× Home
×

Family Crest and History Search
House of Names
FREE SHIPPING on orders of $85 or more
An excerpt from www.HouseOfNames.com archives copyright 2000 - 2017


The name Montagut reached English shores for the first time with the ancestors of the Montagut family as they migrated following the Norman Conquest of 1066. The Montagut family lived in Somerset. The name, however, derives from the family's place of residence prior to the Norman Conquest of England in 1066. Montaigu-Les-Bois in Coutance, Normandy. [1]CITATION[CLOSE]
The Norman People and Their Existing Descendants in the British Dominions and the United States Of America. Baltimore: Genealogical Publishing, 1975. Print. (ISBN 0-8063-0636-X)


Montagut Early Origins



The surname Montagut was first found in Somerset. In the Domesday Book Drogo de Montacuto held lands under Robert, Earl of Morton and was one of the companions of the Conqueror in his quest to conquer England. As half-brother of the Conqueror, "this Drogo fixed his chief residence at the castle of Shipton-Montacute, co, Somerset. " [2]CITATION[CLOSE]
Burke, John Bernard, The Roll of Battle Abbey. London: Edward Churton, 26, Holles Street, 1848, Print.
Simon de Montacute, Lord of Shipton-Montacute was a strong warrior during the reign of Edward I, "a right valiant cheiftaine." "From this renowned soldier descended the illustrious race of Montague, conspicuous in all the great achievements of English history. " The parish of Montacute in Somerset holds a special significance to the family's lineage. "This place, in the time of the Saxons, was called Logaresburch, which is said to have been changed for its present name by William, Earl of Morton, who soon after the Conquest built a strong castle here, on the sharp point of a hill. " [3]CITATION[CLOSE]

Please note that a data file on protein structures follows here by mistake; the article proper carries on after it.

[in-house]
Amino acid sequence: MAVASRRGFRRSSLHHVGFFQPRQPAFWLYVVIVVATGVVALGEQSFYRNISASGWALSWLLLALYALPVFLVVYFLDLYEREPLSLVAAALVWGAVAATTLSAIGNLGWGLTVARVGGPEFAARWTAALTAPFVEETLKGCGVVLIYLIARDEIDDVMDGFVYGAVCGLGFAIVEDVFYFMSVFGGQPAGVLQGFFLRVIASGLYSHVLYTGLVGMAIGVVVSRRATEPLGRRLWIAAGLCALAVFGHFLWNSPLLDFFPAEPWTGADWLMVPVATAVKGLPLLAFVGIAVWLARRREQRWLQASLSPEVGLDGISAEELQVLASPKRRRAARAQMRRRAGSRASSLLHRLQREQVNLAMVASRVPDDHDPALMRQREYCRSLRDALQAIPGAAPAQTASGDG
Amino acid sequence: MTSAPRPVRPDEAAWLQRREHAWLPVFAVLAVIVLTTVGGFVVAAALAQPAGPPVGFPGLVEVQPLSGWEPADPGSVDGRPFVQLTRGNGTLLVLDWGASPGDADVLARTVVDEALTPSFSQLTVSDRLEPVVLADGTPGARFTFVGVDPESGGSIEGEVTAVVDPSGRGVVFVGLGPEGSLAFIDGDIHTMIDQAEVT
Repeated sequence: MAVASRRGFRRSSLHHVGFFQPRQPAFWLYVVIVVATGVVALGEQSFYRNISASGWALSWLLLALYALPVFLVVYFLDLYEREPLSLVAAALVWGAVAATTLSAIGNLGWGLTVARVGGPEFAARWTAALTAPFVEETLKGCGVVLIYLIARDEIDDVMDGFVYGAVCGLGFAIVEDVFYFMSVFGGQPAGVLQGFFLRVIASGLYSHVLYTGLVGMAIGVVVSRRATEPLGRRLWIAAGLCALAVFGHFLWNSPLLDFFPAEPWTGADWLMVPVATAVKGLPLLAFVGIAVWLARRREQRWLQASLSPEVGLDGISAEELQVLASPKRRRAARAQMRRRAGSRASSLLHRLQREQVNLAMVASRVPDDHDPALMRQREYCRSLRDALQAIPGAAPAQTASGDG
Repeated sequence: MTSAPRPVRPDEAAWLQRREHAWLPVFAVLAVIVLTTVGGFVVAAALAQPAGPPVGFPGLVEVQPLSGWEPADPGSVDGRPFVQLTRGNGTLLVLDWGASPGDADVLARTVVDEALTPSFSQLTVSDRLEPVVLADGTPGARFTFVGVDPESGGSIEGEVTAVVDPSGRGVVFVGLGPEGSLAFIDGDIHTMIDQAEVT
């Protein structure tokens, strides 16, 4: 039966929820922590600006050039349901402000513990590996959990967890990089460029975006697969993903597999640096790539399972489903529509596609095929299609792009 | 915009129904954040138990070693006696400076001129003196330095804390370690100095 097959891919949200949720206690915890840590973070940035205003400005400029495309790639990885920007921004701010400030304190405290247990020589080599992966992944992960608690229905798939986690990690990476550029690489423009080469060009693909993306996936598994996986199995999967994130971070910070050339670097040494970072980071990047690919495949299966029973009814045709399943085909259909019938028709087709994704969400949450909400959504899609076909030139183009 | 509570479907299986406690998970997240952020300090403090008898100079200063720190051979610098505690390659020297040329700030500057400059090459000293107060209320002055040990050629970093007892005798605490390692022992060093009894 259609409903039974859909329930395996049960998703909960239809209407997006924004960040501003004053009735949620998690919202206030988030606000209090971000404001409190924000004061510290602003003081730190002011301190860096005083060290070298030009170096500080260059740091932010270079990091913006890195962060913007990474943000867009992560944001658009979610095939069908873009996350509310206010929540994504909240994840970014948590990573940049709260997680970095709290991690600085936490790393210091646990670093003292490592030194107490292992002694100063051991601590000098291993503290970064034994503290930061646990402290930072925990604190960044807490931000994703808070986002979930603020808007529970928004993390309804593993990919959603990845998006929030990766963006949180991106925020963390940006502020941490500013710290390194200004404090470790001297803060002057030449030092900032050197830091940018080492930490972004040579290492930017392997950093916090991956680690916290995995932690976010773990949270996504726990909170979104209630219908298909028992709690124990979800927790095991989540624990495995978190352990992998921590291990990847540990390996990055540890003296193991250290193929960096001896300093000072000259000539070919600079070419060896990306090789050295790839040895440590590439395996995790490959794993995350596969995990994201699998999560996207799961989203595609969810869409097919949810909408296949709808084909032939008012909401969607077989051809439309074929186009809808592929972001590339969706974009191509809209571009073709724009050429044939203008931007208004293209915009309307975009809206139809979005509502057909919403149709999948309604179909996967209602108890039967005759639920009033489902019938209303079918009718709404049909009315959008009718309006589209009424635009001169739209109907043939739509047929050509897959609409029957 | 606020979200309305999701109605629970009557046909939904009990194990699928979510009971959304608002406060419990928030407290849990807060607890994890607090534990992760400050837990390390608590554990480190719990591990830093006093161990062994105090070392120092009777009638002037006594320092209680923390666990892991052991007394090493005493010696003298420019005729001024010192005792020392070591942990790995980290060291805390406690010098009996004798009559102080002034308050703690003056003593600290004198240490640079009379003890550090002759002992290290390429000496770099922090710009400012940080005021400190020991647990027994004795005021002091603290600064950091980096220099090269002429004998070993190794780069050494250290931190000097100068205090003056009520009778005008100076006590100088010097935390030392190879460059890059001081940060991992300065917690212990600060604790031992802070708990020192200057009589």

Lewis, Samuel, A Topographical Dictionary of England. Institute of Historical Research, 1848, Print.

Close

Montagut Spelling Variations


Expand

Montagut Spelling Variations



Anglo-Norman names tend to be marked by an enormous number of spelling variations. This is largely due to the fact that Old and Middle English lacked any spelling rules when Norman French was introduced in the 11th century. The languages of the English courts at that time were French and Latin. These various languages mixed quite freely in the evolving social milieu. The final element of this mix is that medieval scribes spelled words according to their sounds rather than any definite rules, so a name was often spelled in as many different ways as the number of documents it appeared in. The name was spelled Montague, Montagu, Montegue, Montacute and others.

Close

Montagut Early History


Expand

Montagut Early History



This web page shows only a small excerpt of our Montagut research. Another 383 words (27 lines of text) covering the years 1066, 1086, 1793, 1350, 1400, 1485, 1557, 1530, 1602, 1559, 1563, 1644, 1563, 1642, 1603, 1677, 1602, 1671, 1616, 1684, 1636, 1665, 1661, 1715, 1678, 1761 and are included under the topic Early Montagut History in all our PDF Extended History products and printed products wherever possible.